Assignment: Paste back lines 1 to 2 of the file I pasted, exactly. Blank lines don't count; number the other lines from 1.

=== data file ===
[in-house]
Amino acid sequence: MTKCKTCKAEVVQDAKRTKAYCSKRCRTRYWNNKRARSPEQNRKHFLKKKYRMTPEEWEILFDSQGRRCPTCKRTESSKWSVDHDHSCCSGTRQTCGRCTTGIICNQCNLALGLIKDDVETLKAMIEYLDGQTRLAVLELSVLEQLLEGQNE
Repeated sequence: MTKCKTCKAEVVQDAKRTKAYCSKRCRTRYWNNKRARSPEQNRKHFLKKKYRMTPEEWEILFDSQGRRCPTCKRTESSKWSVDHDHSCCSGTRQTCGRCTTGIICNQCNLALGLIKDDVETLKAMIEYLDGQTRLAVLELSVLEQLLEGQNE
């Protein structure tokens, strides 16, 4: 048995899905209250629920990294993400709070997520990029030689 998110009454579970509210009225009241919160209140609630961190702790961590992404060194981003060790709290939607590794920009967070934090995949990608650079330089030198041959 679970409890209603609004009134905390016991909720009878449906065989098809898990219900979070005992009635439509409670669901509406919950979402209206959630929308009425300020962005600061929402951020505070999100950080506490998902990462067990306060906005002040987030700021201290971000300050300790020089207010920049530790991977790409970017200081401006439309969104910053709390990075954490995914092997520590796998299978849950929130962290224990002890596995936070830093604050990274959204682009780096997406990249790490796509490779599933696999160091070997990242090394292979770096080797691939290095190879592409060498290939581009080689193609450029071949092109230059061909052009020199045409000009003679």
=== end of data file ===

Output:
[in-house]
Amino acid sequence: MTKCKTCKAEVVQDAKRTKAYCSKRCRTRYWNNKRARSPEQNRKHFLKKKYRMTPEEWEILFDSQGRRCPTCKRTESSKWSVDHDHSCCSGTRQTCGRCTTGIICNQCNLALGLIKDDVETLKAMIEYLDGQTRLAVLELSVLEQLLEGQNE